• Aaron Deck

The Meanest Link Part Two

Updated: Dec 16, 2020

Day Two: Whitefish to Tanamakoon. Distance traveled, 23km (0.92km of Portages. 22.08km of Canoeing).



We awoke at six in the morning as the sun was beginning to etch it’s rays through the scant smattering of trees. Awake. Stretch. Eat. Pack. These things were completed within two hours as we were extremely sore from the previous day. That done, it was time to hit the lakes and waterways of this beautiful park again. We figured since it was almost a strictly canoeing day, we’d be better off than the day before. Much like the theme of this piece, we underestimated the mighty and unforgiving Madawaska river.


We canoed out of Whitefish with a headwind against us the whole way. Still, it was an easy ride for the first half-hour; the waves were soft and demure. With ever loosening muscles, we made our way into the first river of our trek. Rivers became my favourite portions of our journey. They made me feel isolated. Trees, both large and small, peppered the banks. The sounds of birds and animals cooing at one another replaced the ever-insistent drone of motor boats. It was quiet and peaceful and, most of all, fun. When one learns how to properly drift in a canoe, the meandering rivers provide all sorts of joy and excitement.

We arrived on Lake of Two Rivers and started our arduous journey across. Since our route of the link took us in a South Westerly direction, and the wind at that time of year was coming out of the North West, we had to attend with headwinds the whole way. Rivers weren’t so bad because you could follow the current, if there was one; at the very least, they were closed off from the harshest of winds, which was good. It was the lakes that were waiting to do us in.


Lake of Two Rivers is one and a half kilometers long. In the strong gusts and pounding sun, I was sweating by the time I was halfway across. Fun Fact: don’t let the name fool you, there are actually three rivers that connect to this lake. We came out of one and ended up taking the wrong exit river for a good forty minutes before we realized our mistake. It wasn’t so bad as the river was rather pretty but it cost us just over an hour. I should point out here that it was my decision to take this river, so my bad Twon and Erin!


Back on track, direction-wise if not timewise, we finally entered the eternal and daunting Madawaska. Originally used as a logging route in the late nineteenth century and then put to more practical use to generate hydroelectric power in the sixties, humans have gotten plenty of play out of this river. None so good as trekking up it for The Meanest Link, however. It was easy going for the first bit of the river. Nothing too noteworthy until we hit the split. One route would take us directly south while the other continued on west towards Cache. My crew had forgone the use of GPS (outside of the Spot device we kept for the sole purpose of broadcasting an emergency signal if it was necessary). Instead, we were working off a map and compass. It adds to the fun and challenge. Completing the link with GPS is fine, but may earn you less kudos in some circles.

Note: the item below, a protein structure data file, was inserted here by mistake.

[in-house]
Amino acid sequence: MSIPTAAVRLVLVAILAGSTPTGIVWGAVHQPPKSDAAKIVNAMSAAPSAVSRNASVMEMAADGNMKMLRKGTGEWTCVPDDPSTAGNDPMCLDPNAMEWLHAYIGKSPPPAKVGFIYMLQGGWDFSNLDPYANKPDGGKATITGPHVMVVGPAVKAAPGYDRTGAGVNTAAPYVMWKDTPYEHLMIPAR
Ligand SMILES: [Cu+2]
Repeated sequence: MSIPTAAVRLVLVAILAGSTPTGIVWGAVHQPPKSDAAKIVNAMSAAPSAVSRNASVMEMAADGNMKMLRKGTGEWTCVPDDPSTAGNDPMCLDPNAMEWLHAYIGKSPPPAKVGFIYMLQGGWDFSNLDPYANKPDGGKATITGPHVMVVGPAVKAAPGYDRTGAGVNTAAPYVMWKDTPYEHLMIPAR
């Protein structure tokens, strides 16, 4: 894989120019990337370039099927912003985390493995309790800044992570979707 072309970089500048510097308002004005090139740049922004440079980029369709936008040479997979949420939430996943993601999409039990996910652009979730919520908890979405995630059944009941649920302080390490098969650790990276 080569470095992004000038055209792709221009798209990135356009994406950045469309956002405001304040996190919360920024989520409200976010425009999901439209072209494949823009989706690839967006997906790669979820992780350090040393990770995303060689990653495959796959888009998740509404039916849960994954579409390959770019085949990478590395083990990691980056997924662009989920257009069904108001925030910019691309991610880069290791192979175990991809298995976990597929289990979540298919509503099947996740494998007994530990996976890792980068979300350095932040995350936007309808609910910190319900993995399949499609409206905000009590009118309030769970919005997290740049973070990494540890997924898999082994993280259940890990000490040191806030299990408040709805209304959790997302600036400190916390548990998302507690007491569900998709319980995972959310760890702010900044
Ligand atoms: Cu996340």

We took the Western route of the Madawaska and it quickly became a whole other sort of river. Where it had once been wide and deep, now it was swallowed up by bog land and beaver dams. The depth of the river bottomed out and it made for difficult going in the two-person canoe. Oft times, one or both of them would have to get out and heave the canoe over the shallow areas. Everyone had to get out to help haul our wares over the beaver dams, numbering nine if my memory serves. Some were small and in shallow areas, so only your feet got wet. Others were long and large, causing those who got out to step into water hip deep. And of course, with the low water levels came the turtles, ducks, geese, herons and a cornucopia of bugs and pests. Despite the black-flies and mosquitos, every inch of the river was worth it for the beauty it showcased about the wilderness.



Two tiny portages and one small lake later, we arrived on the monstrous lake of Cache. A few islands, both large and small, populated the lake, with many channels running around them. For a novice orienteer it can be rather confusing. Luckily, we had Erin at the helm with the map now, and she guided us through in spades. There was also less wind, due to all the islands cutting off the open waters of the lake. Scattered around the islands were quite a few houses and camps. Easy living, they must have.


Eventually, Cache opened up to a channel that we paddled down with tired abandon. We came out onto Tanamakoon and immediately turned to our right. There was a rather large and lovely campsite situated on an island in the middle of the lake, but we were too bushed to go out there. We took the first campsite we found. While still being nice, it was plagued by mosquitos. We didn’t care at all. We set-up our tents, ate a small supper, and then proceeded to pass out shortly after the sun touched the horizon. We’d left Whitefish shortly before eight in the morning and rolled into Tanamakoon at eight in the evening. Sleep was a necessity.


To read Part Three, click here.

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©2020 by Aaron Deck.